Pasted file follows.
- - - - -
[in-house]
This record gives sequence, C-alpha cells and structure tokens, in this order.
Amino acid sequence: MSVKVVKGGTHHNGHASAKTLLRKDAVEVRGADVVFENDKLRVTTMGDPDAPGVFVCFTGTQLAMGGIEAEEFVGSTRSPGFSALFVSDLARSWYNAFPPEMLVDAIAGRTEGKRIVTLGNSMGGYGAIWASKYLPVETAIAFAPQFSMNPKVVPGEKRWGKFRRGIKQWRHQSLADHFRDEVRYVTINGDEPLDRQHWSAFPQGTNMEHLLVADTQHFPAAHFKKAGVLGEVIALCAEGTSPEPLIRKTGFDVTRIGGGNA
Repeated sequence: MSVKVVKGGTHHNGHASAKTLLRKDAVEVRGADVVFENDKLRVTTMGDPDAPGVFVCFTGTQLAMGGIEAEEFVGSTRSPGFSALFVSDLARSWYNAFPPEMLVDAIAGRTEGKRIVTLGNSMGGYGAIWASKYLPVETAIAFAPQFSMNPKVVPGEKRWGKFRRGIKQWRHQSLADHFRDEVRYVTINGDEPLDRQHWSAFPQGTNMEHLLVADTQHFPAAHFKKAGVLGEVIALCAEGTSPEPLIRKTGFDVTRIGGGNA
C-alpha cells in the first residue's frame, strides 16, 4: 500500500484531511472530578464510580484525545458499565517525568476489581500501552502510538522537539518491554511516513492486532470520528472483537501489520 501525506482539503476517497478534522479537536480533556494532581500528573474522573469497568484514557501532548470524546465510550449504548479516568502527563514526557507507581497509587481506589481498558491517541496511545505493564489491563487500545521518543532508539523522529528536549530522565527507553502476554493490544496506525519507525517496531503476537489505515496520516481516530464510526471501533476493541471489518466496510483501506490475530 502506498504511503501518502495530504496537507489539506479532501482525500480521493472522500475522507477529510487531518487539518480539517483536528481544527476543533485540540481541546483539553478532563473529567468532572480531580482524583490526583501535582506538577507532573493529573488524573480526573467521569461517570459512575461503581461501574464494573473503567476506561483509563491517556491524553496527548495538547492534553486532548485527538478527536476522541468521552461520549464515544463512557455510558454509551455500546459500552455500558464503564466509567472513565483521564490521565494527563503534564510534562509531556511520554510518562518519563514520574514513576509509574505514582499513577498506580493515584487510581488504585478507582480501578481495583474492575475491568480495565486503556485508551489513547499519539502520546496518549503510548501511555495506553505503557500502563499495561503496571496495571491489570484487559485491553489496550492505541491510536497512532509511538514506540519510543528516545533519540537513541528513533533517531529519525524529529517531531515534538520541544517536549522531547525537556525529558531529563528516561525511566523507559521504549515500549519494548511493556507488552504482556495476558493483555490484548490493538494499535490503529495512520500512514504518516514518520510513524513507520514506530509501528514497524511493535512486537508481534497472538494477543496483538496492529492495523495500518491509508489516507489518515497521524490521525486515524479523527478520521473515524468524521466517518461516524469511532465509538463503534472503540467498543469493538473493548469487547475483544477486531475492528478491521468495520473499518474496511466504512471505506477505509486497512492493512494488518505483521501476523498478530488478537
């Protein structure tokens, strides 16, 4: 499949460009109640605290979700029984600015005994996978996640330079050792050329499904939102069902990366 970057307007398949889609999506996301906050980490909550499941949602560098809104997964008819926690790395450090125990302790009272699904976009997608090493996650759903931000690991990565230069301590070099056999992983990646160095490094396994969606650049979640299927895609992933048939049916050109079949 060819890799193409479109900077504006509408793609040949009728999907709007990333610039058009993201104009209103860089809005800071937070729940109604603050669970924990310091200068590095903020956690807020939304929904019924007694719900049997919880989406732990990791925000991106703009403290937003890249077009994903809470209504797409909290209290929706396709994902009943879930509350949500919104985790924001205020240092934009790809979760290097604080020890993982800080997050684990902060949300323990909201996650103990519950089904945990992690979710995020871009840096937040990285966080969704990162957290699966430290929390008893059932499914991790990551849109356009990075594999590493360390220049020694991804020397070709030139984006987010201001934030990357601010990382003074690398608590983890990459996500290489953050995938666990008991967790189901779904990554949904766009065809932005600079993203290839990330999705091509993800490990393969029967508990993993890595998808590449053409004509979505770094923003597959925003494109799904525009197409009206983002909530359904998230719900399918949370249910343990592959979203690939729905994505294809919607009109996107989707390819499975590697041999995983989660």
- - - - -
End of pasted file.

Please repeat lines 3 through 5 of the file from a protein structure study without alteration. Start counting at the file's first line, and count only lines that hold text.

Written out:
Amino acid sequence: MSVKVVKGGTHHNGHASAKTLLRKDAVEVRGADVVFENDKLRVTTMGDPDAPGVFVCFTGTQLAMGGIEAEEFVGSTRSPGFSALFVSDLARSWYNAFPPEMLVDAIAGRTEGKRIVTLGNSMGGYGAIWASKYLPVETAIAFAPQFSMNPKVVPGEKRWGKFRRGIKQWRHQSLADHFRDEVRYVTINGDEPLDRQHWSAFPQGTNMEHLLVADTQHFPAAHFKKAGVLGEVIALCAEGTSPEPLIRKTGFDVTRIGGGNA
Repeated sequence: MSVKVVKGGTHHNGHASAKTLLRKDAVEVRGADVVFENDKLRVTTMGDPDAPGVFVCFTGTQLAMGGIEAEEFVGSTRSPGFSALFVSDLARSWYNAFPPEMLVDAIAGRTEGKRIVTLGNSMGGYGAIWASKYLPVETAIAFAPQFSMNPKVVPGEKRWGKFRRGIKQWRHQSLADHFRDEVRYVTINGDEPLDRQHWSAFPQGTNMEHLLVADTQHFPAAHFKKAGVLGEVIALCAEGTSPEPLIRKTGFDVTRIGGGNA
C-alpha cells in the first residue's frame, strides 16, 4: 500500500484531511472530578464510580484525545458499565517525568476489581500501552502510538522537539518491554511516513492486532470520528472483537501489520 501525506482539503476517497478534522479537536480533556494532581500528573474522573469497568484514557501532548470524546465510550449504548479516568502527563514526557507507581497509587481506589481498558491517541496511545505493564489491563487500545521518543532508539523522529528536549530522565527507553502476554493490544496506525519507525517496531503476537489505515496520516481516530464510526471501533476493541471489518466496510483501506490475530 502506498504511503501518502495530504496537507489539506479532501482525500480521493472522500475522507477529510487531518487539518480539517483536528481544527476543533485540540481541546483539553478532563473529567468532572480531580482524583490526583501535582506538577507532573493529573488524573480526573467521569461517570459512575461503581461501574464494573473503567476506561483509563491517556491524553496527548495538547492534553486532548485527538478527536476522541468521552461520549464515544463512557455510558454509551455500546459500552455500558464503564466509567472513565483521564490521565494527563503534564510534562509531556511520554510518562518519563514520574514513576509509574505514582499513577498506580493515584487510581488504585478507582480501578481495583474492575475491568480495565486503556485508551489513547499519539502520546496518549503510548501511555495506553505503557500502563499495561503496571496495571491489570484487559485491553489496550492505541491510536497512532509511538514506540519510543528516545533519540537513541528513533533517531529519525524529529517531531515534538520541544517536549522531547525537556525529558531529563528516561525511566523507559521504549515500549519494548511493556507488552504482556495476558493483555490484548490493538494499535490503529495512520500512514504518516514518520510513524513507520514506530509501528514497524511493535512486537508481534497472538494477543496483538496492529492495523495500518491509508489516507489518515497521524490521525486515524479523527478520521473515524468524521466517518461516524469511532465509538463503534472503540467498543469493538473493548469487547475483544477486531475492528478491521468495520473499518474496511466504512471505506477505509486497512492493512494488518505483521501476523498478530488478537